China is reportedly planning to produce 15% of its electricity from low-carbon technology by 2020, and to reduce it’s carbon intensity by 40-45% from the 2005 level.
Zhang Guobao, head of the National Energy Administration, told the government-owned newspaper China Daily this last week that a national program consisting of billions of dollars of investment in wind, solar and nuclear power would be launched sometime soon.
Zhang said that this program will stimulate fast and dramatic action in the renewable energy sector over the next five years.
“Power projects take a long time to get up and running, and we are basically allowed five years to complete them although it is a 10-year programme,” he told the paper. “Otherwise, the facilities cannot be put into use by 2020.”
Beyond this major plus for renewable energy and renewable energy investors in China, China’s top legislature — the National People’s Congress — also recently changed its renewable energy law to require that power grid companies buy 100% of the electricity produced from renewable energy generators.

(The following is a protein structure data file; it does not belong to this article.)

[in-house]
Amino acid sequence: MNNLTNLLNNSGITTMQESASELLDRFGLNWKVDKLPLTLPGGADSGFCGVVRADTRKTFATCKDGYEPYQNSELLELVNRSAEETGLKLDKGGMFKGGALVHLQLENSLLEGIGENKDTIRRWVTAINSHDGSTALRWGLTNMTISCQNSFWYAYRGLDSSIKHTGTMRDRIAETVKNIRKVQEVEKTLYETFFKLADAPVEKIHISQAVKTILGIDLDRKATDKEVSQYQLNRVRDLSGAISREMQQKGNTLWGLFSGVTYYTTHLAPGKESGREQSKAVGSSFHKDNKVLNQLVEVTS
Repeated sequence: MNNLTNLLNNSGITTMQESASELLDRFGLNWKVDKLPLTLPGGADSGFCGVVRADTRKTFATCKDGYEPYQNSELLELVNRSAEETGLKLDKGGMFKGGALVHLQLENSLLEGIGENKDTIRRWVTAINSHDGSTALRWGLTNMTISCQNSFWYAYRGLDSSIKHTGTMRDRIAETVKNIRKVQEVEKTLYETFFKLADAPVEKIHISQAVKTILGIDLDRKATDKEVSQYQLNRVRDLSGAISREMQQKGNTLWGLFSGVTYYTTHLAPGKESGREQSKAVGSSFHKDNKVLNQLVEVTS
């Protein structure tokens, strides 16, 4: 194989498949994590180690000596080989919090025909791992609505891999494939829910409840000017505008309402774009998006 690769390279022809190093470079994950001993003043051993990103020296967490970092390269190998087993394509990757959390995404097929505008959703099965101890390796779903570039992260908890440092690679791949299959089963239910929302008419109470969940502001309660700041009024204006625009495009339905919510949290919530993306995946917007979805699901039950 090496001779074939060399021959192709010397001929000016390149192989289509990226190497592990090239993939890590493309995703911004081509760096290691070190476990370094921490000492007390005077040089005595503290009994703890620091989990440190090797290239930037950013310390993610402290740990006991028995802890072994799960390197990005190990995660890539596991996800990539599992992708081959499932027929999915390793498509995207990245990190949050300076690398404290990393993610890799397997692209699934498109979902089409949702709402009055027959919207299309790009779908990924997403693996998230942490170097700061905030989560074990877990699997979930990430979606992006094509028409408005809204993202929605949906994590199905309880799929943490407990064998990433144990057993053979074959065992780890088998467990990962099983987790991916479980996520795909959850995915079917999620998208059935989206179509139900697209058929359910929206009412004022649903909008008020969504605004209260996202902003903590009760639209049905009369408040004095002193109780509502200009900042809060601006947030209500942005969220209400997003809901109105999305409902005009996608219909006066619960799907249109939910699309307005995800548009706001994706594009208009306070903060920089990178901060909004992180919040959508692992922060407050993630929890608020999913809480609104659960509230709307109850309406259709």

A key to making use of these renewable energy sources is a smarter grid, of course. Noticing the great advancement of renewable energy and smart grids in China, IBM just recently announced the opening of a new $40 million “Energy & Utilities Solutions Lab” in Beijing.
Brad Gammons, vice president of IBM’s Global Energy & Utilities Industry, said that their interest in the Chinese market is due to that fact that China is “pursuing smart grids as aggressively or more aggressively than any other country in the world right now.”
As I’ve discussed previously on CleanTechnica, Obama is aware that “the nation that leads the clean energy economy will be the nation that leads the global economy,” but he is not the sole person in charge of bringing the US to the top (he needs some help from the media and Congress, at least) and China seems to be off to a quick lead with some very big plans for the coming years.
Image Credit: J. YANG via flickr under a CC license